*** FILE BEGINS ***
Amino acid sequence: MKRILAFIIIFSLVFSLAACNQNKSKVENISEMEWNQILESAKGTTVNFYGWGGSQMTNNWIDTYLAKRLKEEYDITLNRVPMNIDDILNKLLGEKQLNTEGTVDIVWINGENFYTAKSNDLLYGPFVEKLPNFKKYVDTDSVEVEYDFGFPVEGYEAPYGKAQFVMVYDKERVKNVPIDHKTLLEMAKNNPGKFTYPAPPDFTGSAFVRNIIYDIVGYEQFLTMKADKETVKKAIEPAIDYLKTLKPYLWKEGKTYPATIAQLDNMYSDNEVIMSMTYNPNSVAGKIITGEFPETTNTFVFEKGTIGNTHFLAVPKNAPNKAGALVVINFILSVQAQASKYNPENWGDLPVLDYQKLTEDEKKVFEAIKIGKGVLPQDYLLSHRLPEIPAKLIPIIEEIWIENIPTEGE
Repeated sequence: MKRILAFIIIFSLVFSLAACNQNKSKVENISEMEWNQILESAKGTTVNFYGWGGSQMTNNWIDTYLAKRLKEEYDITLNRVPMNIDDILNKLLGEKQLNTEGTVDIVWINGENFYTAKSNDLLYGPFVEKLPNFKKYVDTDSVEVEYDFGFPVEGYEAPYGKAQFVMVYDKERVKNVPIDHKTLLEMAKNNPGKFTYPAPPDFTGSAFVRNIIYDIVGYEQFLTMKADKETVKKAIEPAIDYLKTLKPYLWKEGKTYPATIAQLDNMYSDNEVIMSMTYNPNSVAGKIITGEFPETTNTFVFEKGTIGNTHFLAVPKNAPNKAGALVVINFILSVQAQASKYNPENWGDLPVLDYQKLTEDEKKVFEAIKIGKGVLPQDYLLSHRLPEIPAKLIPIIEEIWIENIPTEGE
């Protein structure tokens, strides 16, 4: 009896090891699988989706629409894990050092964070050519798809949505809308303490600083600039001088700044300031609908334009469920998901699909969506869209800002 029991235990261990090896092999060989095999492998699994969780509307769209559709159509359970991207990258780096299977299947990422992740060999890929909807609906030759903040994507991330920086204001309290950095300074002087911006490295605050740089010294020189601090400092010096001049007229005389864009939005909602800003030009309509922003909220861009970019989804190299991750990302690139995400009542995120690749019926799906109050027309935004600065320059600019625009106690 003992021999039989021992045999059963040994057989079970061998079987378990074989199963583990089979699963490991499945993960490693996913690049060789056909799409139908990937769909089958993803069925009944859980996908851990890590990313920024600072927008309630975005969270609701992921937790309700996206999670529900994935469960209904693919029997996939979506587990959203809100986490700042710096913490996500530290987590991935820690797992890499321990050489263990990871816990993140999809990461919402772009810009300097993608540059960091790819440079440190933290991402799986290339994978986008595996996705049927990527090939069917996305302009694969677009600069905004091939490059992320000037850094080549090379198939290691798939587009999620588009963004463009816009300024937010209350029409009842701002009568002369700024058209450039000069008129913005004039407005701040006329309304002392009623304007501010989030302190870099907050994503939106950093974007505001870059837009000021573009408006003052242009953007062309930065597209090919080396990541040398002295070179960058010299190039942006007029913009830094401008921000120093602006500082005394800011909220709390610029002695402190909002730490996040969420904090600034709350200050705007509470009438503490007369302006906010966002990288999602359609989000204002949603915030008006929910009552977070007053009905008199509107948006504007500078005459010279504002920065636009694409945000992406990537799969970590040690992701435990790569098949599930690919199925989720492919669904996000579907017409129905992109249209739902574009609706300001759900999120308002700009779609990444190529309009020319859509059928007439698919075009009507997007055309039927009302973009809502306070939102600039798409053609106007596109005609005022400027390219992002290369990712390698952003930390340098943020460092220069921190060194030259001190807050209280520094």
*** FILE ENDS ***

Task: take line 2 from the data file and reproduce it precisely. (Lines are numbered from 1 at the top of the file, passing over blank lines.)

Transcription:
Repeated sequence: MKRILAFIIIFSLVFSLAACNQNKSKVENISEMEWNQILESAKGTTVNFYGWGGSQMTNNWIDTYLAKRLKEEYDITLNRVPMNIDDILNKLLGEKQLNTEGTVDIVWINGENFYTAKSNDLLYGPFVEKLPNFKKYVDTDSVEVEYDFGFPVEGYEAPYGKAQFVMVYDKERVKNVPIDHKTLLEMAKNNPGKFTYPAPPDFTGSAFVRNIIYDIVGYEQFLTMKADKETVKKAIEPAIDYLKTLKPYLWKEGKTYPATIAQLDNMYSDNEVIMSMTYNPNSVAGKIITGEFPETTNTFVFEKGTIGNTHFLAVPKNAPNKAGALVVINFILSVQAQASKYNPENWGDLPVLDYQKLTEDEKKVFEAIKIGKGVLPQDYLLSHRLPEIPAKLIPIIEEIWIENIPTEGE